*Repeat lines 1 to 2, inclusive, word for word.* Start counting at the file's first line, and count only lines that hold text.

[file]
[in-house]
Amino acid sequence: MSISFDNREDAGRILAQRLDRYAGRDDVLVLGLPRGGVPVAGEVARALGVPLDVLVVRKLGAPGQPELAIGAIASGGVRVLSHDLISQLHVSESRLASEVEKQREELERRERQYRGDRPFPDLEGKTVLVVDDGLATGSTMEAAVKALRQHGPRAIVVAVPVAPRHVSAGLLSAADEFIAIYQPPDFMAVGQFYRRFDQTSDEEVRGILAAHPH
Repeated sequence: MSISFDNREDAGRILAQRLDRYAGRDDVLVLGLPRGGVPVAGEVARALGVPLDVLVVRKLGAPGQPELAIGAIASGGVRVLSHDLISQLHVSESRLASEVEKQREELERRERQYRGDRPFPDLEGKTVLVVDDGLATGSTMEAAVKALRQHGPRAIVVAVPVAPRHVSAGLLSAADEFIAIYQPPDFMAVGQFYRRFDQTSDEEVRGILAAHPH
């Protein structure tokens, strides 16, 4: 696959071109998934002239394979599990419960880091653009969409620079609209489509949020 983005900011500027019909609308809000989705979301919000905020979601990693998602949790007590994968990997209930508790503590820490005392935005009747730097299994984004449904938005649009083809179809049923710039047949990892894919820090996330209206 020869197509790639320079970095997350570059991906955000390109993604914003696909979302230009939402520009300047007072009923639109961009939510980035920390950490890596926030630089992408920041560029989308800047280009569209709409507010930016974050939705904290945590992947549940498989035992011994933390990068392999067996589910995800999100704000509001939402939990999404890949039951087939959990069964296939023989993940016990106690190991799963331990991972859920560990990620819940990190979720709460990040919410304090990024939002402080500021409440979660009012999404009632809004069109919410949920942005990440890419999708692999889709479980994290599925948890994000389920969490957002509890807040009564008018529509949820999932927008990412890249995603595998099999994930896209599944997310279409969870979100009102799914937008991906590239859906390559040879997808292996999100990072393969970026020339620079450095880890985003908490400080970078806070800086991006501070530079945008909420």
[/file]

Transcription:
[in-house]
Amino acid sequence: MSISFDNREDAGRILAQRLDRYAGRDDVLVLGLPRGGVPVAGEVARALGVPLDVLVVRKLGAPGQPELAIGAIASGGVRVLSHDLISQLHVSESRLASEVEKQREELERRERQYRGDRPFPDLEGKTVLVVDDGLATGSTMEAAVKALRQHGPRAIVVAVPVAPRHVSAGLLSAADEFIAIYQPPDFMAVGQFYRRFDQTSDEEVRGILAAHPH